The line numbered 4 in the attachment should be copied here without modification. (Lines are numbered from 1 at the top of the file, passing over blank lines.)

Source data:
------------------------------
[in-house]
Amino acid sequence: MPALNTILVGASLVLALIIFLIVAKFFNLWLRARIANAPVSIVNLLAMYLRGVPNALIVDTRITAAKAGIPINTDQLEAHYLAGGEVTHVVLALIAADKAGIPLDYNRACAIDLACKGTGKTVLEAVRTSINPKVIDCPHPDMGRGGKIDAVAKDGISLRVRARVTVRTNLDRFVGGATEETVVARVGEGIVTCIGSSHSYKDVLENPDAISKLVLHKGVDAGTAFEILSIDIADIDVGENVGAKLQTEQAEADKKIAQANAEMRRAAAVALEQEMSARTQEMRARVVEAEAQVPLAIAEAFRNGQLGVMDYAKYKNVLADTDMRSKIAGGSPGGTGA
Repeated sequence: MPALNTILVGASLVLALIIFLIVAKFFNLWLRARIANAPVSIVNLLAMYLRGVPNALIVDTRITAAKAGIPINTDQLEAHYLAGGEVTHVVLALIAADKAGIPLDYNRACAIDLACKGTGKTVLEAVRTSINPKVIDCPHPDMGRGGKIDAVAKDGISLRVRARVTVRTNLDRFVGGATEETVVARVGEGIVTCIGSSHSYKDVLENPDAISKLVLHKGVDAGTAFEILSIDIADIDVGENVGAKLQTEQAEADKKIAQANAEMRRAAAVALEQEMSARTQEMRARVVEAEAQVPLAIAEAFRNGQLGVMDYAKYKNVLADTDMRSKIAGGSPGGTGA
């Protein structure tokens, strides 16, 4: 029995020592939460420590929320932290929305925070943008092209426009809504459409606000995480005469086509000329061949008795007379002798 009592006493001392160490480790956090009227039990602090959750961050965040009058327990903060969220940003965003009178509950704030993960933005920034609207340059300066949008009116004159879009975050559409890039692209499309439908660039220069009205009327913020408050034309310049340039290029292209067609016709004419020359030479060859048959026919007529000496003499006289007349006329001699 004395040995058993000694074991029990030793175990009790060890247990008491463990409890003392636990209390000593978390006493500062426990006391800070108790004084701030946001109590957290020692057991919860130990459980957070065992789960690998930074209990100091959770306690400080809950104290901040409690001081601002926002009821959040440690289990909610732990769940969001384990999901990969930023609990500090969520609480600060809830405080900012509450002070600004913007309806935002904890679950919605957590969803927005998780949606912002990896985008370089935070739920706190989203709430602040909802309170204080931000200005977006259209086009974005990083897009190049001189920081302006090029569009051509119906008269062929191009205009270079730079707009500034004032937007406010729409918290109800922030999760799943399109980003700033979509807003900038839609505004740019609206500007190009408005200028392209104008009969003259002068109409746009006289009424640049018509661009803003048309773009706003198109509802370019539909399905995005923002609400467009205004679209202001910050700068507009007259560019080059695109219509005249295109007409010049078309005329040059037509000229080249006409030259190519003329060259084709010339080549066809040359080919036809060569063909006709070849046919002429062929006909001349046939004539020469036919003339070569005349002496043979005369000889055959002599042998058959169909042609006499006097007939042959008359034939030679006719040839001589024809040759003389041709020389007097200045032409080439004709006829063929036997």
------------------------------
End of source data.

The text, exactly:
């Protein structure tokens, strides 16, 4: 029995020592939460420590929320932290929305925070943008092209426009809504459409606000995480005469086509000329061949008795007379002798 009592006493001392160490480790956090009227039990602090959750961050965040009058327990903060969220940003965003009178509950704030993960933005920034609207340059300066949008009116004159879009975050559409890039692209499309439908660039220069009205009327913020408050034309310049340039290029292209067609016709004419020359030479060859048959026919007529000496003499006289007349006329001699 004395040995058993000694074991029990030793175990009790060890247990008491463990409890003392636990209390000593978390006493500062426990006391800070108790004084701030946001109590957290020692057991919860130990459980957070065992789960690998930074209990100091959770306690400080809950104290901040409690001081601002926002009821959040440690289990909610732990769940969001384990999901990969930023609990500090969520609480600060809830405080900012509450002070600004913007309806935002904890679950919605957590969803927005998780949606912002990896985008370089935070739920706190989203709430602040909802309170204080931000200005977006259209086009974005990083897009190049001189920081302006090029569009051509119906008269062929191009205009270079730079707009500034004032937007406010729409918290109800922030999760799943399109980003700033979509807003900038839609505004740019609206500007190009408005200028392209104008009969003259002068109409746009006289009424640049018509661009803003048309773009706003198109509802370019539909399905995005923002609400467009205004679209202001910050700068507009007259560019080059695109219509005249295109007409010049078309005329040059037509000229080249006409030259190519003329060259084709010339080549066809040359080919036809060569063909006709070849046919002429062929006909001349046939004539020469036919003339070569005349002496043979005369000889055959002599042998058959169909042609006499006097007939042959008359034939030679006719040839001589024809040759003389041709020389007097200045032409080439004709006829063929036997």